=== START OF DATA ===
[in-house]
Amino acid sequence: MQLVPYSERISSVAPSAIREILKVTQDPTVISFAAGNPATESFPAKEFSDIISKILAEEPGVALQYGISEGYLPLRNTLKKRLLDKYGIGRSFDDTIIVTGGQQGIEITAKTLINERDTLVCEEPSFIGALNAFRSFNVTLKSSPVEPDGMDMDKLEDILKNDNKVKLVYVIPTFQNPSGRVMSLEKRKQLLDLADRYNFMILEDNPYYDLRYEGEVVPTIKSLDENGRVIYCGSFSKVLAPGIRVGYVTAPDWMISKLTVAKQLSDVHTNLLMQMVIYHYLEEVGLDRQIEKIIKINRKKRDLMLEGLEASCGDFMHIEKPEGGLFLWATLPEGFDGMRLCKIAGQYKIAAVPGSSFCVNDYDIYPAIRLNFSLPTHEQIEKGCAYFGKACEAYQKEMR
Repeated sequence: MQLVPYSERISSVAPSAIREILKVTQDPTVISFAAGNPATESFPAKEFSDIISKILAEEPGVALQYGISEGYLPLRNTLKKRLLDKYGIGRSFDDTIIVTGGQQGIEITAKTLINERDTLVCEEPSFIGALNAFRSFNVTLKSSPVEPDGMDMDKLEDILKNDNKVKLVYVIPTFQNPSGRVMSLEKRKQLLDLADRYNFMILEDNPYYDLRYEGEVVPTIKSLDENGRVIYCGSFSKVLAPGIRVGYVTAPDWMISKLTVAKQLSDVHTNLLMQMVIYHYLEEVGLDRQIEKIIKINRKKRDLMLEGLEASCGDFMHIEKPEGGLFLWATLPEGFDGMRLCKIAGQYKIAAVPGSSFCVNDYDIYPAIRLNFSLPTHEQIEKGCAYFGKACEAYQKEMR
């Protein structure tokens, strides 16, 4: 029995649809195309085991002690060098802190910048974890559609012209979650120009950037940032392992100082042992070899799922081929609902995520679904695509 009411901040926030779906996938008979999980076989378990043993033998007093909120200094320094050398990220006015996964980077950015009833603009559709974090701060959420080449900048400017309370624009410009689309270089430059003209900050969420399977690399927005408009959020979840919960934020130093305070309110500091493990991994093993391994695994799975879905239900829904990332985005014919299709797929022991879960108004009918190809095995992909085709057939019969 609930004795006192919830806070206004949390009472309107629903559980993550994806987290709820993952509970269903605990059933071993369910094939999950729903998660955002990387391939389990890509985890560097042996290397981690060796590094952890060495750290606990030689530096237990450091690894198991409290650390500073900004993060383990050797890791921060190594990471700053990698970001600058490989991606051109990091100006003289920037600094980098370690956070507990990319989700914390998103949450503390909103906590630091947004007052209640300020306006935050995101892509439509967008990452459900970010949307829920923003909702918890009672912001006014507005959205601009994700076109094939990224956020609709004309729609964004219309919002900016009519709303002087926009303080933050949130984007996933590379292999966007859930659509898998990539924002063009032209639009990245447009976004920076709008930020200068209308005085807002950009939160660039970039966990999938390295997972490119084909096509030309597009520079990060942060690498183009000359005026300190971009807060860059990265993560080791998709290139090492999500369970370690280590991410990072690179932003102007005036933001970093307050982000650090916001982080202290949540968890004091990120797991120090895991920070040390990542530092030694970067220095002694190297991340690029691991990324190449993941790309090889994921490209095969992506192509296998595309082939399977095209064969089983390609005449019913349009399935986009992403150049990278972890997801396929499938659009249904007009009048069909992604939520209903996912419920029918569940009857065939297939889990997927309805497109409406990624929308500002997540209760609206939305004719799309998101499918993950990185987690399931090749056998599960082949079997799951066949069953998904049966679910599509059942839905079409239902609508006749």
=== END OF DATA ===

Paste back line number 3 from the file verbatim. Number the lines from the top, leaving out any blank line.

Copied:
Repeated sequence: MQLVPYSERISSVAPSAIREILKVTQDPTVISFAAGNPATESFPAKEFSDIISKILAEEPGVALQYGISEGYLPLRNTLKKRLLDKYGIGRSFDDTIIVTGGQQGIEITAKTLINERDTLVCEEPSFIGALNAFRSFNVTLKSSPVEPDGMDMDKLEDILKNDNKVKLVYVIPTFQNPSGRVMSLEKRKQLLDLADRYNFMILEDNPYYDLRYEGEVVPTIKSLDENGRVIYCGSFSKVLAPGIRVGYVTAPDWMISKLTVAKQLSDVHTNLLMQMVIYHYLEEVGLDRQIEKIIKINRKKRDLMLEGLEASCGDFMHIEKPEGGLFLWATLPEGFDGMRLCKIAGQYKIAAVPGSSFCVNDYDIYPAIRLNFSLPTHEQIEKGCAYFGKACEAYQKEMR